"But it's not true, and that's what's hurting me so much right now. I woke up this morning and I pretty much don't know what to do about it anymore. It's frustrating."

For Bell, the worst consequence of his predicament is that the phone is silent. Several teams expressed preliminary interest in him earlier this week. (According to Bell, the Houston Texans were one of them.) But since the story broke, his agent hasn't heard from anyone.

"I'm very, very concerned that this is my career here," Bell said. "The teams that were interested before, they've already got players for that role now. And as long as it's out there that I'm a thief, it's going to be hard. I guess I need to go to Plan B, which is just to find a way to take care of my family."

As we posted Wednesday, it's not our place to take sides in this story. But we did ask Bell to flesh out his account, especially why he assumed the bags were DeGrate's.

Bell said that DeGrate told him he left his bags in the players lounge of the Lions' locker room. When Bell went to look for them Monday, he saw two bags sitting by a set of computers -- "three or four steps away" from the lounge, Bell said. There were no other bags in the area. He picked them up, left the facility and dropped them off with the woman.

"They weren't in anybody's locker or anything," Bell said. "I saw two bags on the ground and I never thought twice about it. Now, I just hate that I even did it. Victor is a friend of mine and I was doing what he asked me to do. I should never have even picked them up. But it's too late for that. I've tried to reach out to Rudi to tell him that, but I guess he's not interested."

Will this incident leave Bell effectively blackballed from the NFL? His best hope is for the contents of Johnson's bag to turn up with someone else -- and for Johnson to exonerate him publicly.

"If I was in his shoes, I'd be upset, too," Bell said of Johnson. "But that's why I'm trying to explain to him what happened. He doesn't want to hear it, and so I don't know where to go from here."

Now playing at a theater near you...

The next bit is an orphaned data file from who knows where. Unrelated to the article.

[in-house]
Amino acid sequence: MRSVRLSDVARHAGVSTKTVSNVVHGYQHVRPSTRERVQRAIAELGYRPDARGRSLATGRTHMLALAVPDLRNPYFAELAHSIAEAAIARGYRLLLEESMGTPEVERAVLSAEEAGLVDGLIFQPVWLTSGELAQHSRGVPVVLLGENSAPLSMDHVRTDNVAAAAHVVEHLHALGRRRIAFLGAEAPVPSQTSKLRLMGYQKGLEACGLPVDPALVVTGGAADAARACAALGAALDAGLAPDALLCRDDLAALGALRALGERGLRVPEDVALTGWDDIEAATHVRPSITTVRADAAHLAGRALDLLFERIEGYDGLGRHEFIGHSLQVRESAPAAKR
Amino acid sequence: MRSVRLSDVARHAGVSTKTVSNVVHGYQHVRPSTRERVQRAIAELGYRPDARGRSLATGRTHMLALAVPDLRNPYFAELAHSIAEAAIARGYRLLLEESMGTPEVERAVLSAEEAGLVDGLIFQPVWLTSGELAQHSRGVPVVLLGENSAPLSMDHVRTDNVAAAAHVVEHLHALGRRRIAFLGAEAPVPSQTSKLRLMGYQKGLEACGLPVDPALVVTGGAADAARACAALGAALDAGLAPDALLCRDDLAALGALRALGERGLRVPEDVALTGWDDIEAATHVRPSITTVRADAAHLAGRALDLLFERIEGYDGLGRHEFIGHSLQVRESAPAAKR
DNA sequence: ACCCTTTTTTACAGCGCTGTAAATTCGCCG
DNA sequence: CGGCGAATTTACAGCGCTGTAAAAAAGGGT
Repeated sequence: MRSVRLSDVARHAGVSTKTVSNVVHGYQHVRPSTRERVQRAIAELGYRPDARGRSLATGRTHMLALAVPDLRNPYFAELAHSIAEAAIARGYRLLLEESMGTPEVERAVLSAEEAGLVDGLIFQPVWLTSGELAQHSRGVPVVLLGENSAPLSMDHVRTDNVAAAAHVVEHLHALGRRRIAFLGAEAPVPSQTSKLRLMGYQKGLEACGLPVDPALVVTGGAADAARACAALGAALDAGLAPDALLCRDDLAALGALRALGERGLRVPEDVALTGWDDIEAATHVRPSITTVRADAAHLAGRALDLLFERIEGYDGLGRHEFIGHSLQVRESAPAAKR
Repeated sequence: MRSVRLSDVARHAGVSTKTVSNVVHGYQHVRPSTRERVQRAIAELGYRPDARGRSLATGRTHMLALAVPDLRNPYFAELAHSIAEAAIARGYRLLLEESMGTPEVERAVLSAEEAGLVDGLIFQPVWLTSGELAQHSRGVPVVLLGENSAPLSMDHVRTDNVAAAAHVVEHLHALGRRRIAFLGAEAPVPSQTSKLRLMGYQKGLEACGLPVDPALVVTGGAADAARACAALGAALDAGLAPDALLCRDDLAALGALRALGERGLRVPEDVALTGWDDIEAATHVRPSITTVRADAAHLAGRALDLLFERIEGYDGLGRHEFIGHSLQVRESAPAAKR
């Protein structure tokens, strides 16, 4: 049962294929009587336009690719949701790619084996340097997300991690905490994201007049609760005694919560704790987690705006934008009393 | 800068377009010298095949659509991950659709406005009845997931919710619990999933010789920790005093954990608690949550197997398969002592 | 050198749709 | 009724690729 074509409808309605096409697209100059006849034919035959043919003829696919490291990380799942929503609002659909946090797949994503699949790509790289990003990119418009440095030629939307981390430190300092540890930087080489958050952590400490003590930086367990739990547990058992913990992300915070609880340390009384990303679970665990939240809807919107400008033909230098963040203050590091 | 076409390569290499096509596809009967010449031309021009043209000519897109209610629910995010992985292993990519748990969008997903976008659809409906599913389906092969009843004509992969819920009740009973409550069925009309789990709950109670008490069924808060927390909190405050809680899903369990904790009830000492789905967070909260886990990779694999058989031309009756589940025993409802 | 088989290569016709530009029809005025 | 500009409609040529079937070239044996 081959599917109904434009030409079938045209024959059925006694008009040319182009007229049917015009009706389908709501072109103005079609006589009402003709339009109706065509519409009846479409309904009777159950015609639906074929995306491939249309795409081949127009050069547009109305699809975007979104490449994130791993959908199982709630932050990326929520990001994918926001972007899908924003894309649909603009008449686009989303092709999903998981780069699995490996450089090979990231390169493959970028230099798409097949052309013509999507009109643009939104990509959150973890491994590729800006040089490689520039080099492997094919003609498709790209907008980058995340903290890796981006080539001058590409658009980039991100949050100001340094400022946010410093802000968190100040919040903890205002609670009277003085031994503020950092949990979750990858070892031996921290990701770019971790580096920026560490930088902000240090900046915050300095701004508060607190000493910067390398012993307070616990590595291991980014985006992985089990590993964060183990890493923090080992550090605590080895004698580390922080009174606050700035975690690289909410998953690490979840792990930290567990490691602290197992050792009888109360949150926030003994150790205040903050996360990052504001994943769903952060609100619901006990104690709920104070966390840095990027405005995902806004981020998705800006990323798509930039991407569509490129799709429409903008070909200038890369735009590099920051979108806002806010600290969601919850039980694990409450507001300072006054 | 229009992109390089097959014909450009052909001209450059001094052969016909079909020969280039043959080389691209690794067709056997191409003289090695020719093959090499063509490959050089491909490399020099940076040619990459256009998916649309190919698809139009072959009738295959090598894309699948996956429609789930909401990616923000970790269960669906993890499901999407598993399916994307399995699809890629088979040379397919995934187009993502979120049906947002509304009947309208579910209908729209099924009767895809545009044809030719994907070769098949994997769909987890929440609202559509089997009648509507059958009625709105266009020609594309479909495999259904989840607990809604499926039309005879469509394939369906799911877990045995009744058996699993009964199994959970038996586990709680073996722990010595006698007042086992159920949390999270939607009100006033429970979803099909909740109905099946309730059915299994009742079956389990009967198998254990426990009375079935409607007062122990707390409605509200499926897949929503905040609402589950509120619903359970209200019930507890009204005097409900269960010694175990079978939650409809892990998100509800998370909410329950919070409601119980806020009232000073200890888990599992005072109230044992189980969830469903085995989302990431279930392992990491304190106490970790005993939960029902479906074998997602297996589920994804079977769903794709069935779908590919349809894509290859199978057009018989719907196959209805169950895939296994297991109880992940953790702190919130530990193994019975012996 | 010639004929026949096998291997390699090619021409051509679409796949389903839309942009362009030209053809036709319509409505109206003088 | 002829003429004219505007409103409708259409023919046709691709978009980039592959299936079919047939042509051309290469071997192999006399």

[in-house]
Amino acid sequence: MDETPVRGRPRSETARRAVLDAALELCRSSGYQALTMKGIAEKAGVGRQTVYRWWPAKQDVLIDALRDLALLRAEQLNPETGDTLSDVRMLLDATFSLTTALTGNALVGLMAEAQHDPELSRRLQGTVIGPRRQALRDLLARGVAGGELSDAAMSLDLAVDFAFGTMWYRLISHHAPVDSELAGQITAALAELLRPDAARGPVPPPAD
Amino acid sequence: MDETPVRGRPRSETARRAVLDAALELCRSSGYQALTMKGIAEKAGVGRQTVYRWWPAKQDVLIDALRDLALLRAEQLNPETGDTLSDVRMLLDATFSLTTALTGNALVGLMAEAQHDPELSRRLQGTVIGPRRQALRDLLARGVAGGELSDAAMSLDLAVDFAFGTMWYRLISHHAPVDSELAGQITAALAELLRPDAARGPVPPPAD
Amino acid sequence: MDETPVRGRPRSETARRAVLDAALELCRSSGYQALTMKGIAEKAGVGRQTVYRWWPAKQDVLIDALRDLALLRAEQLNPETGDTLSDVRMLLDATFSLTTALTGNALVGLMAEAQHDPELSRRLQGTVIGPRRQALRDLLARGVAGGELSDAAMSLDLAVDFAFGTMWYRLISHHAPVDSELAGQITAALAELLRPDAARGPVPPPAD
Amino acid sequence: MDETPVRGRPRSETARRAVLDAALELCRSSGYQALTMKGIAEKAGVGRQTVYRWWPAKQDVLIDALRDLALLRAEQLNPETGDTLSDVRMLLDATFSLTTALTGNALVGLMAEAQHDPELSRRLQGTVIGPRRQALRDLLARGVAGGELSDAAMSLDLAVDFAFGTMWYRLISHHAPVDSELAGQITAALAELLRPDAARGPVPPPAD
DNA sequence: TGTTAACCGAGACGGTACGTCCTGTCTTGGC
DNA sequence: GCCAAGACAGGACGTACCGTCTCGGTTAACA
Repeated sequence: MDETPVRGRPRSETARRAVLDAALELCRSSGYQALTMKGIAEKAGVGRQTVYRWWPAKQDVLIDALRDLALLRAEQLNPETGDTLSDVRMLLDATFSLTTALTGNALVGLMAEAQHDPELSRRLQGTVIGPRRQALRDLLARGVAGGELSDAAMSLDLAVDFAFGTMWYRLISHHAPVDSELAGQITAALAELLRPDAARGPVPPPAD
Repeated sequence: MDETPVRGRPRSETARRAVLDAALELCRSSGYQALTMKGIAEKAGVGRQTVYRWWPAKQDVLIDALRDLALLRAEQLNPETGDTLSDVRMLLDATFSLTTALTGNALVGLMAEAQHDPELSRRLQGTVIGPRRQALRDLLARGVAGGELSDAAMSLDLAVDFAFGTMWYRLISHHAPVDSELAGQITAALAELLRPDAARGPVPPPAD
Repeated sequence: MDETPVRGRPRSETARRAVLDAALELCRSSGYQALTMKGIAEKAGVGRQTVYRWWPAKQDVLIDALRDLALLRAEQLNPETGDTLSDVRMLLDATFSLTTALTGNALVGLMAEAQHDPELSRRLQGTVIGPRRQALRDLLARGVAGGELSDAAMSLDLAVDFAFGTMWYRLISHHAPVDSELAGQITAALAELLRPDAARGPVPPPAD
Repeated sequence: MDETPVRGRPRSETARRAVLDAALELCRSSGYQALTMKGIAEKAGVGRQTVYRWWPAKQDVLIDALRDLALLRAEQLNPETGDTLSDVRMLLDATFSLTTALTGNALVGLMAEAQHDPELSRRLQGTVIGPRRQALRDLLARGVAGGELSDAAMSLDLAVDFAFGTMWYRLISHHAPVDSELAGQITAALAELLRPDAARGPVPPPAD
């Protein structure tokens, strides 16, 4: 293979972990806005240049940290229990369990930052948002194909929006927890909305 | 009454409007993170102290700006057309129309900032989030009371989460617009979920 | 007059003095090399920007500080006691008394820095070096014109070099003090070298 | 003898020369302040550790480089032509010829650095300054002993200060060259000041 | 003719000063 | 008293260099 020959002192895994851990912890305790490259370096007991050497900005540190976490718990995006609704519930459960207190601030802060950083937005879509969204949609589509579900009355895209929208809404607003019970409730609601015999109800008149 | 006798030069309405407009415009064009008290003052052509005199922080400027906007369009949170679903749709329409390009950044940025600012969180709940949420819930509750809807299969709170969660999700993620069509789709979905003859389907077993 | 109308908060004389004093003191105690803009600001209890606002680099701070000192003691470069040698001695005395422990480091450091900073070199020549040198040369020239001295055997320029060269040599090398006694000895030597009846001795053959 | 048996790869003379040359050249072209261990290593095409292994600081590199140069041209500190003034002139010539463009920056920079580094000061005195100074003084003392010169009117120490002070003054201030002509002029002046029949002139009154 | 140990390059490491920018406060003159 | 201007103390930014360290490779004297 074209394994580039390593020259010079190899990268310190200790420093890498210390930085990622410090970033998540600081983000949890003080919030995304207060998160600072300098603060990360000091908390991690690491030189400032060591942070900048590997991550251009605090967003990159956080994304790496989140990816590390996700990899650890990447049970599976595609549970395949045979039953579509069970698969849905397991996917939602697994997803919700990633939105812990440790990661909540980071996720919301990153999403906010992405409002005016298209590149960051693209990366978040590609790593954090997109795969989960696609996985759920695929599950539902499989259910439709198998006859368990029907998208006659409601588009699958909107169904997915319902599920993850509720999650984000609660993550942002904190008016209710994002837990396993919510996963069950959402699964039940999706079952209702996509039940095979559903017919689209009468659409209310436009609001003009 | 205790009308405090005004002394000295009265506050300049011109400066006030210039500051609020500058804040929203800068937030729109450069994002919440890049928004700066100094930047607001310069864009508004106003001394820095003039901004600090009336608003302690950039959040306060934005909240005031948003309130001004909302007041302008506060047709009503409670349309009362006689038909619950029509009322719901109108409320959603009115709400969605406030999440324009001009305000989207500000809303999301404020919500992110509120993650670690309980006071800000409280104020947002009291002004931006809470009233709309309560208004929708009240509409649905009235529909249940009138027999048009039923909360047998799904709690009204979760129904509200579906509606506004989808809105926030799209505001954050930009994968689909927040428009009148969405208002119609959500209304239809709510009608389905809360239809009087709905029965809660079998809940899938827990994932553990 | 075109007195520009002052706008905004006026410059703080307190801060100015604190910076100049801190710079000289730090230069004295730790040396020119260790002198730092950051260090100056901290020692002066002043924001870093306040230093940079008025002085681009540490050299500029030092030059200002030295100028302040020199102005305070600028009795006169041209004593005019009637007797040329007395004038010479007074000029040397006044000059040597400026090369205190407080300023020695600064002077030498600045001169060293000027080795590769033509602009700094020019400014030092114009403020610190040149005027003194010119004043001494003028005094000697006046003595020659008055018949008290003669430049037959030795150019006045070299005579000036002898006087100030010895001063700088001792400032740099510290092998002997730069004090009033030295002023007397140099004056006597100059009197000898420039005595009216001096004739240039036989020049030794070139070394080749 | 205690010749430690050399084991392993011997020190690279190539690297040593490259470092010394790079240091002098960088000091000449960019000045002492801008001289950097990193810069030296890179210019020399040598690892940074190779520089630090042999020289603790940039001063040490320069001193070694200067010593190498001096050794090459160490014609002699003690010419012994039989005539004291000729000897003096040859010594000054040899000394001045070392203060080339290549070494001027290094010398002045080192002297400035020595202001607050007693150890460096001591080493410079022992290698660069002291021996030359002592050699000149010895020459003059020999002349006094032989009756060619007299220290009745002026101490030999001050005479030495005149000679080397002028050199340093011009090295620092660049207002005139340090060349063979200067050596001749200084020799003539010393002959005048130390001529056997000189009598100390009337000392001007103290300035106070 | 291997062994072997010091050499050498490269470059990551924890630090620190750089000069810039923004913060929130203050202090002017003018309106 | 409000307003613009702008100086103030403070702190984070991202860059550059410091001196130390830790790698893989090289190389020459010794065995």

September, 3, 2008
9/03/08
3:58
PM ET
Posted by ESPN.com's Kevin Seifert
BellJohnson

It's a good thing we're a little slow on the uptake today. (Long story.)

We were halfway through a post suggesting that former Detroit running back Tatum Bell was either the most na´ve or the most brazen NFL player we had ever heard of. How else could you have explained his broad-daylight swipe of Rudi Johnson's bags Tuesday from the Lions' locker room, an incident the Lions' security staff captured on video?

NFL practice facilities are more secure than your local bank. Surveillance cameras, locked doors and 10-foot-high fences are standard. Teams usually provide an escort to all visitors. Player entrances are as obscure as a presidential hideout, and even the FedEx guy is viewed with suspicion.

A five-year veteran, Bell would have to know that someone is always watching when you're in an NFL locker room. We couldn't understand how a rational person could be so brazen. But thanks to the Detroit Free Press, we now have what is at least a reasonable explanation, one with enough details that it could be checked out pretty easily.

According to the Free Press, Bell said he had agreed to pick up two bags for ex-Lions defensive end Victor DeGrate, who was released Saturday. Bell said he saw two bags sitting on the floor, assumed they were DeGrate's and grabbed them. He denied opening the bags, let alone taking anything from them.

Bell dropped the bags off with a female friend of DeGrate's. The woman returned the bags to the Lions on Wednesday morning, but they were empty. Johnson is still missing $200, his identification, credit cards and clothes.

Plenty of questions remain. What made Bell think the bags were DeGrate's? Where are Johnson's belongings? And what kind of an omen is it for Johnson that he was cleaned out on his first official day with the Lions?

Johnson has made clear he isn't buying Bell's story. It's not up to us to take a side one way or the other, and in fact the Lions might be the biggest loser in the deal. This incident is the kind of flashy, transcendent story that figures to dominate public attention for at least a couple of news cycles.

Instead of talking about a 4-0 preseason, their explosive pair of wide receivers and a very winnable game Sunday at Atlanta, the Lions are addressing a possible player-on-player crime. I think we have an early nomination for next season's "Hard Knocks" series. You can't find better reality TV than this.